Presentation on theme: "Do Now: If you were to touch a hot stove, how does the message travel from your hand to your brain?"— Presentation transcript:
Do Now: If you were to touch a hot stove, how does the message travel from your hand to your brain?
Objectives: Label the parts of the nervous system Explain how the nervous system functions Identify problems within the nervous system Recall how to care for the nervous system
Job: Carries messages to and from the brain, spinal cord, and all other parts of the body Tells the body how to respond to its environment. Divided into two parts: Central Nervous System Peripheral Nervous System
Central Nervous System: Made up of the brain and spinal cord. ▪ Brain: center for thinking ▪ Spinal cord: Thick band of nerve cells that runs through the backbone. Peripheral Nervous System: Made up of all the nerves that branch out from the spinal cord to the muscles, skin, internal organs, and glands. ▪ 12 Nerves branch out from the brain ▪ 31 branch out from the spinal cord
1. The brain receives sensory messages, interprets them, and sends responses. 2. 12 pairs of Cranial Nerves connect directly to the brain. They control the senses and then muscles in the head and neck.
3. The Spinal Cord is made up of highly organized nerve tissue. 4. Spinal nerves branch off from the spinal cord and connect the brain and the spinal cord with specific muscles and organs.
Neurons are a single nerve cell. Sensory neurons carry messages from sense organs to the spinal cord and brain. Motor neurons carry messages from the brain and spinal cord and tell your muscles and glands what to do.
Brings information to the cell body Takes information away from the cell body Synapse – area between nerve cells
Men’s brains, on average, are smaller than women’s. 1. True 2. False
Approximately how many women who live to at least 55 will go on to develop Alzheimer’s disease, a disorder that causes severe memory loss? 1. 1 in 6 2. 1 in 12 3. 1 in 24 4. 1 in 48 10 0 of 30
True or False? We use only 10 percent of our brains. 1. True 2. False 0 of 30 10
A person unable to recognize the melody for the song “Happy Birthday” is most likely suffering from which of the following conditions? 1. Aphasia 2. Amusia 3. Lyssavirus 4. Munchausen Syndrome 0 of 30 10
Which of the following is a gene thought to play an important role in brain development? 1. Sonic Hedgehog 2. Snoopy 3. Mario 4. None of the above :10 0 of 30
Albert Einstein’s brain was _____ the average adult male brain. 1. Slightly bigger than 2. The same size as 3. Slightly smaller than 0 0 30 :10
True or false? If you cut into a person’s brain while they are awake, they will feel pain. 1. True 2. False 0 of 30 10
The brain is a mass of nervous tissue with three major parts. Cerebrum: Controls the senses, thought, speech, and voluntary actions. Cerebellum: Coordinates muscle activity. Brain Stem: Connects the brain to the spinal cord. ▪ Medulla: Controls involuntary actions, like breathing.
Identifying Problems in the Nervous System MRI –magnetic resonance imaging Uses detection of radio frequency signals produced by displaced radio waves in a magnetic field. EEG – electroencephalography Measures electrical activity of the brain with scalp or brain electrodes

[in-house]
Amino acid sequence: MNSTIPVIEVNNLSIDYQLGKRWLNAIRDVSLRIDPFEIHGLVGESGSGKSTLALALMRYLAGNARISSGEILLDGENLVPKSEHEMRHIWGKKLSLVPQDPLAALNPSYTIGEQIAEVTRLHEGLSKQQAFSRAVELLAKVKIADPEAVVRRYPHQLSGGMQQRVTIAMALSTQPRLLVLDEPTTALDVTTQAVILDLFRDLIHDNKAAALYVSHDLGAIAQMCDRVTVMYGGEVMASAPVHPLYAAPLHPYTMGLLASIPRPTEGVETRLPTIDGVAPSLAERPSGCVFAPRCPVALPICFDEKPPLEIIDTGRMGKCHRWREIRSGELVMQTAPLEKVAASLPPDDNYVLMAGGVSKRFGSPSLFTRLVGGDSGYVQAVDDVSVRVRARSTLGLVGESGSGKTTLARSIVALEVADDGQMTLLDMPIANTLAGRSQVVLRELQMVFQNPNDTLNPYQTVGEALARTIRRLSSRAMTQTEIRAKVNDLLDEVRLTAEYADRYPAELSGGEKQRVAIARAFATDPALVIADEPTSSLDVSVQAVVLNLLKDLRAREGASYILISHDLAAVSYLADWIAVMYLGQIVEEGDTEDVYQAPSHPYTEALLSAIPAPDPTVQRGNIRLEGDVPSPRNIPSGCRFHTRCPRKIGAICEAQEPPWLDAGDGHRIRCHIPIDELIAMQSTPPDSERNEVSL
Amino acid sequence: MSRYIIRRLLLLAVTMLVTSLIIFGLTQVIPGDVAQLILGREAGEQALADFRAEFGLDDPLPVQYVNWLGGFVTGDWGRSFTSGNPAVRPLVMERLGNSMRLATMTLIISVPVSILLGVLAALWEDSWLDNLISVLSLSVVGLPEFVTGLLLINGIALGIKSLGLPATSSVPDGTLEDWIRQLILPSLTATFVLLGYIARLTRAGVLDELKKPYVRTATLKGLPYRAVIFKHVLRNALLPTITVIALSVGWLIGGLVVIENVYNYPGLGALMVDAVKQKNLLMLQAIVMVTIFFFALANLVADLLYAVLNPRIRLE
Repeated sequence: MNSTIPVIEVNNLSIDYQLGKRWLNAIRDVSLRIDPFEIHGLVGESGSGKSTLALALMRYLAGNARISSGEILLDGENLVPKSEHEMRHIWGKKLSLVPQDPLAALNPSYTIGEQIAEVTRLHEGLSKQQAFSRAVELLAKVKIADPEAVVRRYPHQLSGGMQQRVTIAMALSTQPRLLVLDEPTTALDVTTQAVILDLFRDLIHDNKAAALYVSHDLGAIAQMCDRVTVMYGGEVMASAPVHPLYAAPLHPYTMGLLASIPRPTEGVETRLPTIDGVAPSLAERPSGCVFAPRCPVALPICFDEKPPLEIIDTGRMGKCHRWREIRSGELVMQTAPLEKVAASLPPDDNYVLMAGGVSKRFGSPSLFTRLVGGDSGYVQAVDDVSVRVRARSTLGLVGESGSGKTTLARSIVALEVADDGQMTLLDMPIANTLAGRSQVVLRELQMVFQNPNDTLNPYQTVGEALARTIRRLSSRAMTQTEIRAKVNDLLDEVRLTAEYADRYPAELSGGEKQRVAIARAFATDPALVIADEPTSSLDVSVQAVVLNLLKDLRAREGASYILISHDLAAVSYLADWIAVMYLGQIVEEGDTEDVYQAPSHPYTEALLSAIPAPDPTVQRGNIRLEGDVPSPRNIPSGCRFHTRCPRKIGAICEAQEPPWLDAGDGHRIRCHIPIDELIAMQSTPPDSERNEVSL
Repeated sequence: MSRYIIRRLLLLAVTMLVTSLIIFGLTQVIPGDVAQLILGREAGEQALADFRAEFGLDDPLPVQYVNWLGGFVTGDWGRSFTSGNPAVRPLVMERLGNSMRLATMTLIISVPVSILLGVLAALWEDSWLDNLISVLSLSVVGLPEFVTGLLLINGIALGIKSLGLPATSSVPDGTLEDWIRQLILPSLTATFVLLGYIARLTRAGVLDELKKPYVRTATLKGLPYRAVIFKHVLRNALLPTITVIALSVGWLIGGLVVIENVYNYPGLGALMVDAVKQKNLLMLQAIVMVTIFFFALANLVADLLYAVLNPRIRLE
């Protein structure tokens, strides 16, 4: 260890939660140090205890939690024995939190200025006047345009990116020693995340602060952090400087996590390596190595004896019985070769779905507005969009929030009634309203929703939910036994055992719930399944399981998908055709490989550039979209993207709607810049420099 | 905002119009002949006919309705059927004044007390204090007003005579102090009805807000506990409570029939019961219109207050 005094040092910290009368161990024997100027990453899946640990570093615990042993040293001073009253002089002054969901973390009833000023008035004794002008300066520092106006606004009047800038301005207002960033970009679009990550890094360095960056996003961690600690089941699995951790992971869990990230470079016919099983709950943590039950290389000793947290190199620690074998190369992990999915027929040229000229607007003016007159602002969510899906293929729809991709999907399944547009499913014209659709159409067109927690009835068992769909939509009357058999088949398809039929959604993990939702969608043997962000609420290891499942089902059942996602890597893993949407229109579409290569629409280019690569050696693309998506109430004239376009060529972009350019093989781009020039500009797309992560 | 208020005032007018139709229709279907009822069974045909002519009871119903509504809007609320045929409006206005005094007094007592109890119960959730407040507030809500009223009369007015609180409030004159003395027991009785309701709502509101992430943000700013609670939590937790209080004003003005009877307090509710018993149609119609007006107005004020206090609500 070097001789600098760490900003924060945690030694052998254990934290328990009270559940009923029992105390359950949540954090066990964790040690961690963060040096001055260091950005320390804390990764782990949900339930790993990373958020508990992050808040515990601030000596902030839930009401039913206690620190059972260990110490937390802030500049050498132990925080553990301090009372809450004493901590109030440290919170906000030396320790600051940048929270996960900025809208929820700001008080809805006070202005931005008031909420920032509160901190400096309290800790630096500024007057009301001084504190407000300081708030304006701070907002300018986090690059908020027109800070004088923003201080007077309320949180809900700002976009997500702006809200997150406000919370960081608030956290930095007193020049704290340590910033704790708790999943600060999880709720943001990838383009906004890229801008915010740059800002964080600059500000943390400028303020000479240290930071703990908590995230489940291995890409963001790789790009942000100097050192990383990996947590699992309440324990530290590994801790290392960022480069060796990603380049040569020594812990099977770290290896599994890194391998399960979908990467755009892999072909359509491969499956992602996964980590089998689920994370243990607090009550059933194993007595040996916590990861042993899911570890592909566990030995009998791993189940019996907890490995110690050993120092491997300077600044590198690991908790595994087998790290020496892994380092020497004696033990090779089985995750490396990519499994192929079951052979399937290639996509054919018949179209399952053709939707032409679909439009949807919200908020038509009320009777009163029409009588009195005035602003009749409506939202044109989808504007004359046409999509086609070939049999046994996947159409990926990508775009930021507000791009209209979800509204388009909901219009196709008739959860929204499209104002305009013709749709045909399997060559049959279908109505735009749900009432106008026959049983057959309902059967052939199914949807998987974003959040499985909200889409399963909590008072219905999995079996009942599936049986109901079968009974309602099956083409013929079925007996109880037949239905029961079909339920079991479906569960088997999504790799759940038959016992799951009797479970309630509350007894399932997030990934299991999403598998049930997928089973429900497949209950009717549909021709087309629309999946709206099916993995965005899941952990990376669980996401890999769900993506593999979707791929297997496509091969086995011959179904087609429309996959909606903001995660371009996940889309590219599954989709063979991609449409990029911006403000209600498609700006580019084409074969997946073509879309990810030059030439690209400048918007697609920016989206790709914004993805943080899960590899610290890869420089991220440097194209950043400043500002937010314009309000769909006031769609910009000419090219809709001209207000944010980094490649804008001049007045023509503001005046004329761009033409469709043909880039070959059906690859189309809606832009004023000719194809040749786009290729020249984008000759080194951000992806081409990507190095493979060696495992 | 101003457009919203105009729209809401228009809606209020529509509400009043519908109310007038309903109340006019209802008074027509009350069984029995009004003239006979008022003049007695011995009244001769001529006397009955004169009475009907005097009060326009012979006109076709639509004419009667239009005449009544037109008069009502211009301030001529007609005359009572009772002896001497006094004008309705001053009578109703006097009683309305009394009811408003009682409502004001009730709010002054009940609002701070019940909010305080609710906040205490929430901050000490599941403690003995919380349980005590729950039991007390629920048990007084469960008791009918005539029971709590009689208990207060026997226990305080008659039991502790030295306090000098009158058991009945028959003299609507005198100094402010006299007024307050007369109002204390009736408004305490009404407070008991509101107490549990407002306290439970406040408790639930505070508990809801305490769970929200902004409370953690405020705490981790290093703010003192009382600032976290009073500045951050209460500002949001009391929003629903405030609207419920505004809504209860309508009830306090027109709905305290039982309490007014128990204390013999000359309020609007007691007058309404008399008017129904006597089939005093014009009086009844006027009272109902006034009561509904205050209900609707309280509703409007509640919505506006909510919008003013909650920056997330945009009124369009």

Identify Problems in the Nervous System PET – positron emission tomography Scanning method that detects radioactive material that is injected or inhaled to produce an image of the brain. CT scan – computed tomography scan Brain scan that uses a series of X-ray beans passed through the head
Nervous System Problems Multiple SclerosisMultiple Sclerosis (click for video) Multiple sclerosis (MS) is an unpredictable, often disabling disease of the central nervous system that disrupts the flow of information within the brain, and between the brain and body. No single test can diagnose MS. The medical history, neurologic exam and lab tests help physicians rule out other diseases and confirm the MS diagnosis. http://www.nationalmssociety.org/Symptoms-Diagnosis/Diagnosing-MS
Cerebral Palsy: Might be caused by: ▪ A head injury ▪ A defect or injury to the brain before or during childbirth ▪ Lead poisoning ▪ Unintentional injury Effects range from mild weakness in the arms and legs to lack of muscle coordination, speech impairment, and paralysis
Meningitis: Infection of the membranes the cover the brain and spinal cord Symptoms include fever, headache, and vomiting Can get vaccinated for some types Picture from: http://www.hipusa.com/webmd/encyclopedia/http://www.hipusa.com/webmd/encyclopedia/ meningitis/index4.html
Epilepsy: An electrical firestorm (too much at one time) Marked by seizures ▪ Seizures: short periods of uncontrollable muscle activity May be caused by a small area of brain damage Epilepsy Foundation Epilepsy Foundation ▪ General information and statistics
NS Problems Alzheimer’s Disease Memory loss, dementia, depression, social withdrawal 2012 statistical information 2012 statistical information Amyotropic Lateral Sclerosis (ALS) Named after baseball player Lou Gehrig Weakness, paralysis, death of neurons in the motor cortex and spinal cord Brain is great, message cannot get to muscles including diaphragm Personal ALS story Personal ALS story
Spinal Cord Injuries: http://www.cdc.gov/ncipc/factsheets/sciprevention.htm http://www.cdc.gov/ncipc/factsheets/sciprevention.htm Damage to the head, neck, or body can injure the spinal cord. Severe weakness, loss of sensation, or paralysis can result. Head Injuries: http://www.cdc.gov/ncipc/factsheets/tbi.htm http://www.cdc.gov/ncipc/factsheets/tbi.htm Violent blow to the head can permanently damage brain tissue, nerves, and blood vessels surrounding the brain.
1. Get plenty of sleep and rest. 2. Avoid alcohol and other drugs. 3. Use a seat belt when riding in a car. 4. Wear a helmet for sports. 5. Follow safety rules.